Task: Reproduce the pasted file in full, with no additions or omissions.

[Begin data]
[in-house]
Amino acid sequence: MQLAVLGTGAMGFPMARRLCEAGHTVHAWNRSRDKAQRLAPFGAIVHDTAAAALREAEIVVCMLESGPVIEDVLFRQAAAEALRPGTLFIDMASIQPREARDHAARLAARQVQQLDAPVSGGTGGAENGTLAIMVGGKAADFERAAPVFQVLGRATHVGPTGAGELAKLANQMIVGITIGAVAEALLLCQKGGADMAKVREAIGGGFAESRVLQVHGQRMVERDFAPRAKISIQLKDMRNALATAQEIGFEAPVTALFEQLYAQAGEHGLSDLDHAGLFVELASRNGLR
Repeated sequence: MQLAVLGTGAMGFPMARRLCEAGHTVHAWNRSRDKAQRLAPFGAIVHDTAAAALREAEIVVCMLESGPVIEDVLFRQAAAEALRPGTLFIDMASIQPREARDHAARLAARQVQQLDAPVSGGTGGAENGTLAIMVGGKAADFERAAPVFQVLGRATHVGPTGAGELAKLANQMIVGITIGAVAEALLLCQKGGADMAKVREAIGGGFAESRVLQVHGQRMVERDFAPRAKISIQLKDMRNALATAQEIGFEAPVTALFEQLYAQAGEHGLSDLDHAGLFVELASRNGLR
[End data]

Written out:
[in-house]
Amino acid sequence: MQLAVLGTGAMGFPMARRLCEAGHTVHAWNRSRDKAQRLAPFGAIVHDTAAAALREAEIVVCMLESGPVIEDVLFRQAAAEALRPGTLFIDMASIQPREARDHAARLAARQVQQLDAPVSGGTGGAENGTLAIMVGGKAADFERAAPVFQVLGRATHVGPTGAGELAKLANQMIVGITIGAVAEALLLCQKGGADMAKVREAIGGGFAESRVLQVHGQRMVERDFAPRAKISIQLKDMRNALATAQEIGFEAPVTALFEQLYAQAGEHGLSDLDHAGLFVELASRNGLR
Repeated sequence: MQLAVLGTGAMGFPMARRLCEAGHTVHAWNRSRDKAQRLAPFGAIVHDTAAAALREAEIVVCMLESGPVIEDVLFRQAAAEALRPGTLFIDMASIQPREARDHAARLAARQVQQLDAPVSGGTGGAENGTLAIMVGGKAADFERAAPVFQVLGRATHVGPTGAGELAKLANQMIVGITIGAVAEALLLCQKGGADMAKVREAIGGGFAESRVLQVHGQRMVERDFAPRAKISIQLKDMRNALATAQEIGFEAPVTALFEQLYAQAGEHGLSDLDHAGLFVELASRNGLR